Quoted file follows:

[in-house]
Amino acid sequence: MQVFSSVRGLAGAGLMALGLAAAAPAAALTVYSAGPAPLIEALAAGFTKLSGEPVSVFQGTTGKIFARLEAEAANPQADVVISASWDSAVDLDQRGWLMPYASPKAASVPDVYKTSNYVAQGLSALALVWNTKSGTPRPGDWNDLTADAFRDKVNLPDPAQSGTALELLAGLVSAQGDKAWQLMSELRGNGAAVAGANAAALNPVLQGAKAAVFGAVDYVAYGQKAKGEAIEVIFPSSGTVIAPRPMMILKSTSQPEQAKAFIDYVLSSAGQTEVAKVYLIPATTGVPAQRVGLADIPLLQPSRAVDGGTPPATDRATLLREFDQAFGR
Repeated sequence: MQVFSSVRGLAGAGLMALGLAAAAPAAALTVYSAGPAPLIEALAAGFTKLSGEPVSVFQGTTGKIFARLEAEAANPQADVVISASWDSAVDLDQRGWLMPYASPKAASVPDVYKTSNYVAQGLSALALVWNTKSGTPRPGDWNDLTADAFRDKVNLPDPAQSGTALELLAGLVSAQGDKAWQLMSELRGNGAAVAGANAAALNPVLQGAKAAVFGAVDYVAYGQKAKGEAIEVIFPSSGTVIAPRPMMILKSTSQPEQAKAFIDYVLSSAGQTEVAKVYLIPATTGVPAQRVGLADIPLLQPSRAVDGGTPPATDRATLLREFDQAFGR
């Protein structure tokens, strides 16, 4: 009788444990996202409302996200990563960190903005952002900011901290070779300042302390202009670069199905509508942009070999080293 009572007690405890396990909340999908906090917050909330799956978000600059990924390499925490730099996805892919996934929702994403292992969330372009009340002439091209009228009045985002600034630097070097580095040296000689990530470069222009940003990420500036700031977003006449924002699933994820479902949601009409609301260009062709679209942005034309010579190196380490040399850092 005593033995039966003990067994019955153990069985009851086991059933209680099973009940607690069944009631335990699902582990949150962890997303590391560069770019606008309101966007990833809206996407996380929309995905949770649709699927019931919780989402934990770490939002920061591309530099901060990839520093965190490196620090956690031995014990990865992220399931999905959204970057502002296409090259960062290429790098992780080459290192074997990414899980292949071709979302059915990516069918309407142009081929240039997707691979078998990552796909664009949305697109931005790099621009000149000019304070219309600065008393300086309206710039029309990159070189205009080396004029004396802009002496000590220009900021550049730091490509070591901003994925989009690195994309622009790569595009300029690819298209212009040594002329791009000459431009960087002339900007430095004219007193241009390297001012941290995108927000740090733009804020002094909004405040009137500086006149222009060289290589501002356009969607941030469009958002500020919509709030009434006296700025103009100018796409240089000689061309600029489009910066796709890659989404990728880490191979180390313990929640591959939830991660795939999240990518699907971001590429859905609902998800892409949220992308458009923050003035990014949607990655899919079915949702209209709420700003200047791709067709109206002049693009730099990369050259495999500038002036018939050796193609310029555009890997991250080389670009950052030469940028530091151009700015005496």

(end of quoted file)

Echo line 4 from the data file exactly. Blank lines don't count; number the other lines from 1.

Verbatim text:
């Protein structure tokens, strides 16, 4: 009788444990996202409302996200990563960190903005952002900011901290070779300042302390202009670069199905509508942009070999080293 009572007690405890396990909340999908906090917050909330799956978000600059990924390499925490730099996805892919996934929702994403292992969330372009009340002439091209009228009045985002600034630097070097580095040296000689990530470069222009940003990420500036700031977003006449924002699933994820479902949601009409609301260009062709679209942005034309010579190196380490040399850092 005593033995039966003990067994019955153990069985009851086991059933209680099973009940607690069944009631335990699902582990949150962890997303590391560069770019606008309101966007990833809206996407996380929309995905949770649709699927019931919780989402934990770490939002920061591309530099901060990839520093965190490196620090956690031995014990990865992220399931999905959204970057502002296409090259960062290429790098992780080459290192074997990414899980292949071709979302059915990516069918309407142009081929240039997707691979078998990552796909664009949305697109931005790099621009000149000019304070219309600065008393300086309206710039029309990159070189205009080396004029004396802009002496000590220009900021550049730091490509070591901003994925989009690195994309622009790569595009300029690819298209212009040594002329791009000459431009960087002339900007430095004219007193241009390297001012941290995108927000740090733009804020002094909004405040009137500086006149222009060289290589501002356009969607941030469009958002500020919509709030009434006296700025103009100018796409240089000689061309600029489009910066796709890659989404990728880490191979180390313990929640591959939830991660795939999240990518699907971001590429859905609902998800892409949220992308458009923050003035990014949607990655899919079915949702209209709420700003200047791709067709109206002049693009730099990369050259495999500038002036018939050796193609310029555009890997991250080389670009950052030469940028530091151009700015005496």